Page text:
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Sky Broadband UK and NOW Switch from 18 to 24 Month Contracts UPDATE

Thursday, Jun 20th, 2024 (12:01 am) - Score 2,160
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New customers of UK ISP Sky Broadband, including NOW Broadband (NOW TV), should be aware that the provider(s) will today be changing from 18-month terms and adopting longer 24-month minimum contract terms across all of their broadband, TV and triple play packages.

According to Sky, the move is intended to more closely align them with competing providers (24-month terms are now much more common) and to “continue offering our customers brilliant value, improved technology and deeper pricing.”

Longer contracts typically save new customers more money, at least during your first term, albeit with the caveat that they also lock you in for longer (i.e. the end-user takes on more risk, which can be a problem if things go wrong).

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UPDATE 11:08am

We’ve had a comment from Sky.

A Sky spokesperson said:

“The standard length of Sky TV, Sky Broadband and NOW Powered by Sky contracts have changed to 24 months, extending the in contract benefits we know our customers value. These changes apply to new or re-contracting customers – those who are currently in contract will remain on their existing term until it ends.”

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Mark-Jackson
By Mark Jackson
Mark is a professional technology writer, IT consultant and computer engineer from Dorset (England), he also founded ISPreview in 1999 and enjoys analysing the latest telecoms and broadband developments. Find me on X (Twitter), Mastodon, Facebook and .
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Comments
23 Responses
  1. Avatar photo Ad47uk says:

    “According to Sky, the move is intended to more closely align them with competing providers”

    So would it be an advantage not to follow the others, having something that makes them stand out from other providers? Having smaller contracts would do that. The one reason I did look at Now broadband just over a year ago was because of the 12-month contract and the price, but with 24-month contract i would not look at them now.

    1. Avatar photo Dum dum says:

      I worked for NOW broadband, and many customers expressed their main reason for joining was 12 mth contract and the fact that they got new customer offers every 12 months, then sky took more control from NOW and that changed to mid contract price increases and moving their entire contact centre staff jobs to India, so making more money from customers while saving jobs on British expertise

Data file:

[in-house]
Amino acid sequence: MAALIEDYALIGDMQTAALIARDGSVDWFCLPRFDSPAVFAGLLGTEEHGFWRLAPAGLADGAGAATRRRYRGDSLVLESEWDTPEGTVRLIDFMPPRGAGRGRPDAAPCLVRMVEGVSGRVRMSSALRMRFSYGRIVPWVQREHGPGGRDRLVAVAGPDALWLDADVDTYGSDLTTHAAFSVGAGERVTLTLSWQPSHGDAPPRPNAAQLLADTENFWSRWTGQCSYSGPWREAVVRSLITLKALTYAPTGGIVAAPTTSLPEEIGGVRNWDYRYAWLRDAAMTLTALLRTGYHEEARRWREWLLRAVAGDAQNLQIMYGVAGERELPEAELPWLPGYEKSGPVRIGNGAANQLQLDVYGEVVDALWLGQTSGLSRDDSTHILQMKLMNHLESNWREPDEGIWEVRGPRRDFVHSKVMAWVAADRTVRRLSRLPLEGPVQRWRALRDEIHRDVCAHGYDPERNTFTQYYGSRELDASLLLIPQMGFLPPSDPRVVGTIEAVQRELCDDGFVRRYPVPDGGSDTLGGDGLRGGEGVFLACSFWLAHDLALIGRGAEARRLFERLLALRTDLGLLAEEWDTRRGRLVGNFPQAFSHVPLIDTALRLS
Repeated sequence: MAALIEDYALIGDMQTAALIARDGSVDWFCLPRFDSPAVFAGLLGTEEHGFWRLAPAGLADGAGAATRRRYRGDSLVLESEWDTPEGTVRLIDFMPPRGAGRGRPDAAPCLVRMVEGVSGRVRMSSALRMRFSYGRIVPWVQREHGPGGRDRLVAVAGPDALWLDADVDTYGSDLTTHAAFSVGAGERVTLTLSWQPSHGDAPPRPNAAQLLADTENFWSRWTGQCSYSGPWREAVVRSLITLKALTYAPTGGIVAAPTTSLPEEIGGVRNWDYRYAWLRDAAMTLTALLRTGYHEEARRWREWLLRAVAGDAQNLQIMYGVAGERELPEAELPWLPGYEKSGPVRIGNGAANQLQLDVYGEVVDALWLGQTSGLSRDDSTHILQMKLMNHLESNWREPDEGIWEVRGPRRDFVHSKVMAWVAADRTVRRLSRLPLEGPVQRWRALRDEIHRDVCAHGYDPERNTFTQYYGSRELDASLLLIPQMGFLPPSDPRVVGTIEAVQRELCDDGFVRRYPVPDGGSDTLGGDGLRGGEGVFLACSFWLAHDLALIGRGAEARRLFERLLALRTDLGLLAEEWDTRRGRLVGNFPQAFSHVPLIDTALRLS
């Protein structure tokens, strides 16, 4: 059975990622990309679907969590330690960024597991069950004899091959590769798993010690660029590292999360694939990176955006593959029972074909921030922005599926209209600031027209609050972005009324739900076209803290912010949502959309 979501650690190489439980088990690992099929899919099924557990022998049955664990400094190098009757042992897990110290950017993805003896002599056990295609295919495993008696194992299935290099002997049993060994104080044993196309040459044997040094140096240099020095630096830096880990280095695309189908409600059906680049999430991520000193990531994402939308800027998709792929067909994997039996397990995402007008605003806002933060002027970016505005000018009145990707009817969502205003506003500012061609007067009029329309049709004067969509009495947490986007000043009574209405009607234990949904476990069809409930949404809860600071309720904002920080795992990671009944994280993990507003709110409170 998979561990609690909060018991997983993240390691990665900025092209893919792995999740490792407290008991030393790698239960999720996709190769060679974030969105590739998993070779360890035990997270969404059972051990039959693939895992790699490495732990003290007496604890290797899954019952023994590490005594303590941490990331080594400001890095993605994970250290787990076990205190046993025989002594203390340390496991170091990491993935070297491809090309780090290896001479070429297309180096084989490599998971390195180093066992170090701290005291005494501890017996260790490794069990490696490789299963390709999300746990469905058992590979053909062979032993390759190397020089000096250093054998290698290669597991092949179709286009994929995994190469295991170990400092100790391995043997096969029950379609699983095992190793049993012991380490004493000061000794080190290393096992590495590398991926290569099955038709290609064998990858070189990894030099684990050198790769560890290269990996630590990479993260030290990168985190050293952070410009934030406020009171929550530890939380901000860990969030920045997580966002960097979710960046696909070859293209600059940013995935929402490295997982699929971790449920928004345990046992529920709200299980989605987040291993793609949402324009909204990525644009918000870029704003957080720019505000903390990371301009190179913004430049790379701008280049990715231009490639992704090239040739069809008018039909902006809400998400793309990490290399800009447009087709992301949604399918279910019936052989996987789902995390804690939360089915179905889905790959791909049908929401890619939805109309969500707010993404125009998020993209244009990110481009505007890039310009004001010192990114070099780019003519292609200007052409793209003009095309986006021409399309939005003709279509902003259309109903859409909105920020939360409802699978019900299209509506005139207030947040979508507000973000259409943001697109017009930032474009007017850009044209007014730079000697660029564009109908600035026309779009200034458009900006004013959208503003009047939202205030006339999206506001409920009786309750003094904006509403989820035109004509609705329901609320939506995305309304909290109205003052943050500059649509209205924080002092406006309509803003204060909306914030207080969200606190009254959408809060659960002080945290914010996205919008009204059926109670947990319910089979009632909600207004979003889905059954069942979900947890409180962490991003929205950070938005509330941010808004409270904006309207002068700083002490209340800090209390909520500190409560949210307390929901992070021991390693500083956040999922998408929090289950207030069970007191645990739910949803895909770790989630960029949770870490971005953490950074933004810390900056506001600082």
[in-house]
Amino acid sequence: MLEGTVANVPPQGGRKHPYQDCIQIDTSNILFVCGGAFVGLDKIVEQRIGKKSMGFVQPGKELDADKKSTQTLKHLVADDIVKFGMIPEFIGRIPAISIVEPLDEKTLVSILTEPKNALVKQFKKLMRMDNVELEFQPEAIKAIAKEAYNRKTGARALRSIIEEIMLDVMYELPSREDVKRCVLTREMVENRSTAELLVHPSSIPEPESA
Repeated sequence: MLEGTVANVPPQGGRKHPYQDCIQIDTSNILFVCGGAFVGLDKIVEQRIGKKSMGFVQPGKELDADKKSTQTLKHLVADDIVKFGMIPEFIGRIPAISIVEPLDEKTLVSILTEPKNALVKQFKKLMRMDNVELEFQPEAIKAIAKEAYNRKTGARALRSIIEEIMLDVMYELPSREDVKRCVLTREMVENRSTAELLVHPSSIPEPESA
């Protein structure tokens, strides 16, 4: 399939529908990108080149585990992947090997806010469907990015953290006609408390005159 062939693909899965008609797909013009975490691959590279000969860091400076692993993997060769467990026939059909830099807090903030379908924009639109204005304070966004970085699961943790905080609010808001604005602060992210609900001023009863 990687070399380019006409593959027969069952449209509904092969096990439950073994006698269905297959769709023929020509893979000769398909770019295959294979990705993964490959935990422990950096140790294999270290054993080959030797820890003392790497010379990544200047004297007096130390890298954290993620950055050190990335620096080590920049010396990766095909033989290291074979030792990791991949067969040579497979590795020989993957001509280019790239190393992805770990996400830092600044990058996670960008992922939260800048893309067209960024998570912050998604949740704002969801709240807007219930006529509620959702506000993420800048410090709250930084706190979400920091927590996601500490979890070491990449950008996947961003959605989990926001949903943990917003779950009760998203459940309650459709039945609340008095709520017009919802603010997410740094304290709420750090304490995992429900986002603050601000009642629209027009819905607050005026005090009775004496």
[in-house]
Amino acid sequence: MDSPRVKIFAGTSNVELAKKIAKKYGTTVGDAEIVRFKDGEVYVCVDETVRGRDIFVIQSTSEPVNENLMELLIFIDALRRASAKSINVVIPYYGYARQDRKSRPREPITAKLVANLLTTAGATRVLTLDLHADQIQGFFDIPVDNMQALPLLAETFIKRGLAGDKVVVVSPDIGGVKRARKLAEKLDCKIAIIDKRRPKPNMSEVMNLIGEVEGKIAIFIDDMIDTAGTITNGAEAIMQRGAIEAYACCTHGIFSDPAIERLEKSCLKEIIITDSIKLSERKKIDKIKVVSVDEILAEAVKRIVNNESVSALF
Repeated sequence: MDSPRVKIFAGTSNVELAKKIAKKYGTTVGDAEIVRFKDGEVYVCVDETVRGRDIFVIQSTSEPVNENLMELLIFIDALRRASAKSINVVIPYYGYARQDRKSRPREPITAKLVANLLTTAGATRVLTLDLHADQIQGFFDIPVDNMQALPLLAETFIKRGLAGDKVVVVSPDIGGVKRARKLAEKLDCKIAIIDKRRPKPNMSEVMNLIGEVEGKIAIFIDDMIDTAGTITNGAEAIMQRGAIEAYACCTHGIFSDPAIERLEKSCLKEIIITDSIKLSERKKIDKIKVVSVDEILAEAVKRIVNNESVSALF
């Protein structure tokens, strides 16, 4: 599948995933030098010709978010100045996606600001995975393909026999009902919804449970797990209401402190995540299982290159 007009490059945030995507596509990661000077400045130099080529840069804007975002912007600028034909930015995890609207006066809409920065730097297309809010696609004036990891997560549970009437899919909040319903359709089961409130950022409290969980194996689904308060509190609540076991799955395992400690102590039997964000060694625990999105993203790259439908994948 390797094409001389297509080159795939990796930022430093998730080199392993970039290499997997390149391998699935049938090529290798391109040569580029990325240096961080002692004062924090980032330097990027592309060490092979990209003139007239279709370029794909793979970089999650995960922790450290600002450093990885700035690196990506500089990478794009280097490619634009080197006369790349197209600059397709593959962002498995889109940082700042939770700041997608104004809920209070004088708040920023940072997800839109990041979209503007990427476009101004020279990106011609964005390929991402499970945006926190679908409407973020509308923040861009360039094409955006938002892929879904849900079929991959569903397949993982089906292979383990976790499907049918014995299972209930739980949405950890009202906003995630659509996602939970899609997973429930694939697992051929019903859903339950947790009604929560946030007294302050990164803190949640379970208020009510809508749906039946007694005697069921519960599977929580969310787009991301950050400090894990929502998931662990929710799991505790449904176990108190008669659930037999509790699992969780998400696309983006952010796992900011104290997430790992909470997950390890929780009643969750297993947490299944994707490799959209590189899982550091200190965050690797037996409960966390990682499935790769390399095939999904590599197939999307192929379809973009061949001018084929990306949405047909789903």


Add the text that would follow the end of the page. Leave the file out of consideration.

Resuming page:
2. Avatar photo Tech3475 says:

      There is one potential benefit to Sky (as of now, AFAIK), they still let you leave due to any mid contract price rises (with exceptions e.g. VAT increases).

    3. Avatar photo Ad47uk says:

      @Dum dum, I don’t get it, the alt net I am with offers 12-months contracts, so why can’t larger providers? Do they give that bad a service that they are worried people are going to leave? Maybe it is the alt nets they are bothered about, with more of them starting up with pretty good prices, these large providers must be worried that people will leave to get the better prices and better network that most of the Altnet offer compared to any providers stuck using Openreach network.

      I heard that sky is taking more control over Now broadband, call centres in India is not a good idea, one of the reasons I told BT years ago to shove their service where the sun don’t shine was because of their useless customer service based in India.
      Saying that, trying to understand customer service from plusnet was almost as difficult. Thankfully I did not have to use them too often, but at least it was pretty decent. Still reading from a script, which is a shame, but better all the same.

      As Phil says, 214-month contracts should be banned, but no government that we will ever have, will have the guts to do that. I can just about cope with 18-months, but having to sign up people for 24-months seems to be that they don’t think their service is that good.

      I don\t want 12-month contracts so I can leave if I find a better deal, I want one just in case the service is awful.
      I am now out of contract with Zzoomm, but I have decided to stay as the service is good, if I did move it would be back to FTTC as I can’t be bothered to go through having another FTTP network installed.

    4. Avatar photo TheOtherPhil says:

      Not for TV they do not.. I can tell you from recent experience.. Only Broadband is allowed due to OFCOM code.

  2. Avatar photo JP says:

    Won’t see me signing no 24 month contracts for anything that doesn’t have an asset involved.

    If providers such as AA and IDNet can setup new lines for £60 and give non contract options for just £72 a year more than a 12 month contract then I don’t think multiple million customer brands are exactly being fair with such commitments.

    1. Avatar photo Ed says:

      So the router (and everything it’s connected to) doesn’t count as an asset then?

    2. Avatar photo Anon says:

      No, the cheap and nasty routers that ISPs hand out aren’t an asset. In accounting terms, residential customer premieses equipment is “expensed” not capitalised, so they represent a very small cost of installation rather than an asset.

  3. Avatar photo Phil says:

    24 months contract should be BANNED! I don’t mind 12 months but 24 months (no way)

    1. Avatar photo tech3475 says: